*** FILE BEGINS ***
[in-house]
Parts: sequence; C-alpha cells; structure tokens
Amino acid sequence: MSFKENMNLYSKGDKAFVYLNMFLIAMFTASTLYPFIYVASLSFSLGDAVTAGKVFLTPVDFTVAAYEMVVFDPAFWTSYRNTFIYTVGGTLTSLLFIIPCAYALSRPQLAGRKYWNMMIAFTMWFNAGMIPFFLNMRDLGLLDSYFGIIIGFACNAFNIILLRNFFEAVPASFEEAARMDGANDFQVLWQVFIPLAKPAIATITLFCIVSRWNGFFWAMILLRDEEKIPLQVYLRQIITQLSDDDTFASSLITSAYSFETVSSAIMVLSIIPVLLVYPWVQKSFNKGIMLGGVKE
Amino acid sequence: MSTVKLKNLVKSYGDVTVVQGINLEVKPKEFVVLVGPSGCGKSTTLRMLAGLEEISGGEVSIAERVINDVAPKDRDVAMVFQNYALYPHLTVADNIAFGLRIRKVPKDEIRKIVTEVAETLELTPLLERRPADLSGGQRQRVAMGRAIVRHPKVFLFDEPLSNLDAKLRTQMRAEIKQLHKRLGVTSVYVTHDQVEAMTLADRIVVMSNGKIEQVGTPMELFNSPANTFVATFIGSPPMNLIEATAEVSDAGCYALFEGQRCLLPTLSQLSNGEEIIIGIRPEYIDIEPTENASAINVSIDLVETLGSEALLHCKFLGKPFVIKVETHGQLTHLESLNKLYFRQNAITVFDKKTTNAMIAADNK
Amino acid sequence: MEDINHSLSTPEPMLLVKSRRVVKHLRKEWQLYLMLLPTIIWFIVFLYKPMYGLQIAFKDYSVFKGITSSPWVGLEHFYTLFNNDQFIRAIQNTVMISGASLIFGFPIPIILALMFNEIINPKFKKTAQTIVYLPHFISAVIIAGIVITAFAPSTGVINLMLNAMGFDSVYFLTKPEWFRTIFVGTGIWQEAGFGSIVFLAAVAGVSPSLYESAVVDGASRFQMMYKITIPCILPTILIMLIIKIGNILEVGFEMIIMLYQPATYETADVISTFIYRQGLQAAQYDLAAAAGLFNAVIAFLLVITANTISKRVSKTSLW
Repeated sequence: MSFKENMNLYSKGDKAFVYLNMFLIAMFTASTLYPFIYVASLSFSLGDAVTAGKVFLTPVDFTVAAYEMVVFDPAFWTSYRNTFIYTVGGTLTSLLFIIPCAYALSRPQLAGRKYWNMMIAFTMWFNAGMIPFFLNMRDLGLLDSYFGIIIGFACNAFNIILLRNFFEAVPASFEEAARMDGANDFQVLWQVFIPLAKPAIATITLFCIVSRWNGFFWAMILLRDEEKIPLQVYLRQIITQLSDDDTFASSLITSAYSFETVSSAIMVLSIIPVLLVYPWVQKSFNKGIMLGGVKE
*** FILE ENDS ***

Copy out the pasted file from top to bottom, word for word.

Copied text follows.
[in-house]
Parts: sequence; C-alpha cells; structure tokens
Amino acid sequence: MSFKENMNLYSKGDKAFVYLNMFLIAMFTASTLYPFIYVASLSFSLGDAVTAGKVFLTPVDFTVAAYEMVVFDPAFWTSYRNTFIYTVGGTLTSLLFIIPCAYALSRPQLAGRKYWNMMIAFTMWFNAGMIPFFLNMRDLGLLDSYFGIIIGFACNAFNIILLRNFFEAVPASFEEAARMDGANDFQVLWQVFIPLAKPAIATITLFCIVSRWNGFFWAMILLRDEEKIPLQVYLRQIITQLSDDDTFASSLITSAYSFETVSSAIMVLSIIPVLLVYPWVQKSFNKGIMLGGVKE
Amino acid sequence: MSTVKLKNLVKSYGDVTVVQGINLEVKPKEFVVLVGPSGCGKSTTLRMLAGLEEISGGEVSIAERVINDVAPKDRDVAMVFQNYALYPHLTVADNIAFGLRIRKVPKDEIRKIVTEVAETLELTPLLERRPADLSGGQRQRVAMGRAIVRHPKVFLFDEPLSNLDAKLRTQMRAEIKQLHKRLGVTSVYVTHDQVEAMTLADRIVVMSNGKIEQVGTPMELFNSPANTFVATFIGSPPMNLIEATAEVSDAGCYALFEGQRCLLPTLSQLSNGEEIIIGIRPEYIDIEPTENASAINVSIDLVETLGSEALLHCKFLGKPFVIKVETHGQLTHLESLNKLYFRQNAITVFDKKTTNAMIAADNK
Amino acid sequence: MEDINHSLSTPEPMLLVKSRRVVKHLRKEWQLYLMLLPTIIWFIVFLYKPMYGLQIAFKDYSVFKGITSSPWVGLEHFYTLFNNDQFIRAIQNTVMISGASLIFGFPIPIILALMFNEIINPKFKKTAQTIVYLPHFISAVIIAGIVITAFAPSTGVINLMLNAMGFDSVYFLTKPEWFRTIFVGTGIWQEAGFGSIVFLAAVAGVSPSLYESAVVDGASRFQMMYKITIPCILPTILIMLIIKIGNILEVGFEMIIMLYQPATYETADVISTFIYRQGLQAAQYDLAAAAGLFNAVIAFLLVITANTISKRVSKTSLW
Repeated sequence: MSFKENMNLYSKGDKAFVYLNMFLIAMFTASTLYPFIYVASLSFSLGDAVTAGKVFLTPVDFTVAAYEMVVFDPAFWTSYRNTFIYTVGGTLTSLLFIIPCAYALSRPQLAGRKYWNMMIAFTMWFNAGMIPFFLNMRDLGLLDSYFGIIIGFACNAFNIILLRNFFEAVPASFEEAARMDGANDFQVLWQVFIPLAKPAIATITLFCIVSRWNGFFWAMILLRDEEKIPLQVYLRQIITQLSDDDTFASSLITSAYSFETVSSAIMVLSIIPVLLVYPWVQKSFNKGIMLGGVKE